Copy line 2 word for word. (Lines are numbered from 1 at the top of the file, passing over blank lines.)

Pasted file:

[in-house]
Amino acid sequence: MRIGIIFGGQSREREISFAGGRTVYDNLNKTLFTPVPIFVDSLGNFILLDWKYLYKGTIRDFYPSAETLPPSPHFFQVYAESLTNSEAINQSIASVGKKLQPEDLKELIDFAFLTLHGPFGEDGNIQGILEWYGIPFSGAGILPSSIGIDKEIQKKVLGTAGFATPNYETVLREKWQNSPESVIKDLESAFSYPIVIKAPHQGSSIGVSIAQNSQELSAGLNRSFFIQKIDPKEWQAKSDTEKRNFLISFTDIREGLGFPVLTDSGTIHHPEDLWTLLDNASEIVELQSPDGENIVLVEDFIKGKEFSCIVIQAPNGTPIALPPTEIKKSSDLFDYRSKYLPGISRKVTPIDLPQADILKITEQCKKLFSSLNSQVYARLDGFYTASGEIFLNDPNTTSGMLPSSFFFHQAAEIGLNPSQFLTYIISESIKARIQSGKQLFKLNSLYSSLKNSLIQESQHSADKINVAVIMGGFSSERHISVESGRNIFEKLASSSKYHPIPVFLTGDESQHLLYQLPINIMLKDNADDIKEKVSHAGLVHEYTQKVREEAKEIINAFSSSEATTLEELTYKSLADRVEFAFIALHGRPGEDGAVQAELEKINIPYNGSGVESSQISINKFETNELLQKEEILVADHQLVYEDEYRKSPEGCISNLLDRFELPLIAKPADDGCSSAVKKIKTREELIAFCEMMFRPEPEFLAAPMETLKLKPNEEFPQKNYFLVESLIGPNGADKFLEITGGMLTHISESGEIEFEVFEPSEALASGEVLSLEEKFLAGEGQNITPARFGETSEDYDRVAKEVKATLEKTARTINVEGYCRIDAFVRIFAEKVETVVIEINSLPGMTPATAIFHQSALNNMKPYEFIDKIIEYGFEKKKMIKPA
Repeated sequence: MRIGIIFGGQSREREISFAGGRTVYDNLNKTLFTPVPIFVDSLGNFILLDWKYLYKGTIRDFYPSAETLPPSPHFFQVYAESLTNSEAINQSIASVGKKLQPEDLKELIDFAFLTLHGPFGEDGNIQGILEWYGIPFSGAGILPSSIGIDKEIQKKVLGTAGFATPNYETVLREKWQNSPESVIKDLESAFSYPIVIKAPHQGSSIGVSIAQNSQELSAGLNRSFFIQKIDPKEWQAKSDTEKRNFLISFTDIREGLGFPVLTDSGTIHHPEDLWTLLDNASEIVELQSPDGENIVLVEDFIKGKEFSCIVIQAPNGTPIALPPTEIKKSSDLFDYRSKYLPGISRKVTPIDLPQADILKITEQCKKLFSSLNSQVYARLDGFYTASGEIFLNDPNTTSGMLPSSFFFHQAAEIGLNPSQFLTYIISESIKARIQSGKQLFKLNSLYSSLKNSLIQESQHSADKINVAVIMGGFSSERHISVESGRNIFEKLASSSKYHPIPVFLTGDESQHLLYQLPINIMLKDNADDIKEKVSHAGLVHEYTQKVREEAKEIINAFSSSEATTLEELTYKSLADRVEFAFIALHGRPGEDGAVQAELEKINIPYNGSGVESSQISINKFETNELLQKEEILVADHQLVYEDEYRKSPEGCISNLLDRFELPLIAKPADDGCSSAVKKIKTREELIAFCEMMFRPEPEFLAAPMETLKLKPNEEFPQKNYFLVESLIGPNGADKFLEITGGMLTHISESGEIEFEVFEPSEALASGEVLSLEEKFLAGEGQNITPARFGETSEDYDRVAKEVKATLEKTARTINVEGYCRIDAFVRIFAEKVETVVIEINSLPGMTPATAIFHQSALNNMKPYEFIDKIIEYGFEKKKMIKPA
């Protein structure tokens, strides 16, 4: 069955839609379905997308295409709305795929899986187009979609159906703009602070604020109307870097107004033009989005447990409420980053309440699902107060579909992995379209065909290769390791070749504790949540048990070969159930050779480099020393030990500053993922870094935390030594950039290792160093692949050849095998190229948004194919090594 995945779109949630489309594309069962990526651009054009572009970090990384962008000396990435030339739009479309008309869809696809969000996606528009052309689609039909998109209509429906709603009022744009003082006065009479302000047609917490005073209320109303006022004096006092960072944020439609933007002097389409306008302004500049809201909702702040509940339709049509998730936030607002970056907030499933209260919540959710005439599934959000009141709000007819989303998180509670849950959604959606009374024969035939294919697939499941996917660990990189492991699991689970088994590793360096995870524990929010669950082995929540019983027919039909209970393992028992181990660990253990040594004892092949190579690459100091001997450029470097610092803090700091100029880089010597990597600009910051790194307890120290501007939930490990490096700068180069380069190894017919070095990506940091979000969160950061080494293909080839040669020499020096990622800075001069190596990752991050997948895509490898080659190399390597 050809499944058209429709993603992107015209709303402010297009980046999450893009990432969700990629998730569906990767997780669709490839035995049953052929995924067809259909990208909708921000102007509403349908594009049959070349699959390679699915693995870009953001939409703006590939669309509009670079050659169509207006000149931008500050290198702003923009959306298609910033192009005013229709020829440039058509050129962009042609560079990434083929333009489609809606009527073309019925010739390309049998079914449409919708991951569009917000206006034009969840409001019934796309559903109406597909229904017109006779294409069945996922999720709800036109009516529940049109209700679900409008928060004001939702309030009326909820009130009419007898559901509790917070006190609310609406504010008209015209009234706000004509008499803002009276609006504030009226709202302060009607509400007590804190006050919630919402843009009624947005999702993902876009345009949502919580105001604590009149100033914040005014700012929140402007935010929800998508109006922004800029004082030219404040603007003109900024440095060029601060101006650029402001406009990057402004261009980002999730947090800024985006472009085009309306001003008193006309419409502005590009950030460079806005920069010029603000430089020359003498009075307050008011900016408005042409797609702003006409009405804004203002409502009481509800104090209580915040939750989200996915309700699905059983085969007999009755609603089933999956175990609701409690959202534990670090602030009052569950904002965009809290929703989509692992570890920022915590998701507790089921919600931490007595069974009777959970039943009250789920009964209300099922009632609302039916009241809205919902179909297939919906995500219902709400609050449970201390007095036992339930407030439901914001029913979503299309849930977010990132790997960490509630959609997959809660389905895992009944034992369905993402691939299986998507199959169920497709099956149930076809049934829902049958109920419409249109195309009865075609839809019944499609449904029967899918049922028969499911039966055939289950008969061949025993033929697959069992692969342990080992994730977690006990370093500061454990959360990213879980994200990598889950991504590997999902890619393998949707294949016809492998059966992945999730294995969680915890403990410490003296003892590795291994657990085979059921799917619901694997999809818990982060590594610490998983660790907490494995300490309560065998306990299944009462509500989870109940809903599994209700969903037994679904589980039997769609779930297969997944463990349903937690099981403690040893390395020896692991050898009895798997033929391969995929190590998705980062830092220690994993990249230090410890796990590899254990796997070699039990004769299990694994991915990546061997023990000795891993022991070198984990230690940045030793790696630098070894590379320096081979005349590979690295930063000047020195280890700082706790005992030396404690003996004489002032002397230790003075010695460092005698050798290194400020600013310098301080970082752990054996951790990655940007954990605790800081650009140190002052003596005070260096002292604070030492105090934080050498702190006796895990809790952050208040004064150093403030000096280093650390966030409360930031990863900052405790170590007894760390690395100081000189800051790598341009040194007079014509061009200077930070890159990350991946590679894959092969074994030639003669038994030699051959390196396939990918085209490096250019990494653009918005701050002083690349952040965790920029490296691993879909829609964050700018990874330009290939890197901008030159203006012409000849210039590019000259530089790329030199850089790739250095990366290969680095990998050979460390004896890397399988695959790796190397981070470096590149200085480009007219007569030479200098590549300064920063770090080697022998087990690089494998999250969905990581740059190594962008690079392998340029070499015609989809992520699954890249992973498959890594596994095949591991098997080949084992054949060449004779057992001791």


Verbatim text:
Amino acid sequence: MRIGIIFGGQSREREISFAGGRTVYDNLNKTLFTPVPIFVDSLGNFILLDWKYLYKGTIRDFYPSAETLPPSPHFFQVYAESLTNSEAINQSIASVGKKLQPEDLKELIDFAFLTLHGPFGEDGNIQGILEWYGIPFSGAGILPSSIGIDKEIQKKVLGTAGFATPNYETVLREKWQNSPESVIKDLESAFSYPIVIKAPHQGSSIGVSIAQNSQELSAGLNRSFFIQKIDPKEWQAKSDTEKRNFLISFTDIREGLGFPVLTDSGTIHHPEDLWTLLDNASEIVELQSPDGENIVLVEDFIKGKEFSCIVIQAPNGTPIALPPTEIKKSSDLFDYRSKYLPGISRKVTPIDLPQADILKITEQCKKLFSSLNSQVYARLDGFYTASGEIFLNDPNTTSGMLPSSFFFHQAAEIGLNPSQFLTYIISESIKARIQSGKQLFKLNSLYSSLKNSLIQESQHSADKINVAVIMGGFSSERHISVESGRNIFEKLASSSKYHPIPVFLTGDESQHLLYQLPINIMLKDNADDIKEKVSHAGLVHEYTQKVREEAKEIINAFSSSEATTLEELTYKSLADRVEFAFIALHGRPGEDGAVQAELEKINIPYNGSGVESSQISINKFETNELLQKEEILVADHQLVYEDEYRKSPEGCISNLLDRFELPLIAKPADDGCSSAVKKIKTREELIAFCEMMFRPEPEFLAAPMETLKLKPNEEFPQKNYFLVESLIGPNGADKFLEITGGMLTHISESGEIEFEVFEPSEALASGEVLSLEEKFLAGEGQNITPARFGETSEDYDRVAKEVKATLEKTARTINVEGYCRIDAFVRIFAEKVETVVIEINSLPGMTPATAIFHQSALNNMKPYEFIDKIIEYGFEKKKMIKPA